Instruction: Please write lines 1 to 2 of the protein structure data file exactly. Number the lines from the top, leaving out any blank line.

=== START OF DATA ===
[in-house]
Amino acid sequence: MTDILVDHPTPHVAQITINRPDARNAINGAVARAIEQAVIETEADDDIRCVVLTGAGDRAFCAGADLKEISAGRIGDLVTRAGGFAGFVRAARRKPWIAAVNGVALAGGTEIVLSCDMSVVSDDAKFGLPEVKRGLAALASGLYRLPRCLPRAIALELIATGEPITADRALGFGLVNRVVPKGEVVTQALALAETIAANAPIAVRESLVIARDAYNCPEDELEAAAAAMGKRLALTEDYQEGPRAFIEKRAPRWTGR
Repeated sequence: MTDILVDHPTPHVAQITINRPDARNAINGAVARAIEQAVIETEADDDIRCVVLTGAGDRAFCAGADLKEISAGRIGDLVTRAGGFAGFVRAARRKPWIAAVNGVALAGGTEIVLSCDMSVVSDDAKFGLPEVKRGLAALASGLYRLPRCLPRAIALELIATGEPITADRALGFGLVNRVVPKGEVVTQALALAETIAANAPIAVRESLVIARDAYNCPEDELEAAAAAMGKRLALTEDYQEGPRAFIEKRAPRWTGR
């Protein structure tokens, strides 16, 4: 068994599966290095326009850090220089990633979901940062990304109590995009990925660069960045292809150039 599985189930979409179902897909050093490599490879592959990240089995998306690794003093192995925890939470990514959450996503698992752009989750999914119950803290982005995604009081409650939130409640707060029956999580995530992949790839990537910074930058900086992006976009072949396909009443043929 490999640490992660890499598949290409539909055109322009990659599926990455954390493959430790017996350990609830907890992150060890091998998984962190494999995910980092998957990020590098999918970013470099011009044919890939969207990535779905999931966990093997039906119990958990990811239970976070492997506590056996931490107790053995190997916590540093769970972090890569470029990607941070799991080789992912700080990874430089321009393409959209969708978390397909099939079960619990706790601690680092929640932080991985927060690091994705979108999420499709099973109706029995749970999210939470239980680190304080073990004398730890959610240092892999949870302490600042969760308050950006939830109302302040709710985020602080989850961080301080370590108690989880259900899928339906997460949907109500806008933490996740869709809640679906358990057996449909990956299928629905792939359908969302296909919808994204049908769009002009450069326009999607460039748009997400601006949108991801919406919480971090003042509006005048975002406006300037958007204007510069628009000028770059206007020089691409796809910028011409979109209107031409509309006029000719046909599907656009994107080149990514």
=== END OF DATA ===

[in-house]
Amino acid sequence: MTDILVDHPTPHVAQITINRPDARNAINGAVARAIEQAVIETEADDDIRCVVLTGAGDRAFCAGADLKEISAGRIGDLVTRAGGFAGFVRAARRKPWIAAVNGVALAGGTEIVLSCDMSVVSDDAKFGLPEVKRGLAALASGLYRLPRCLPRAIALELIATGEPITADRALGFGLVNRVVPKGEVVTQALALAETIAANAPIAVRESLVIARDAYNCPEDELEAAAAAMGKRLALTEDYQEGPRAFIEKRAPRWTGR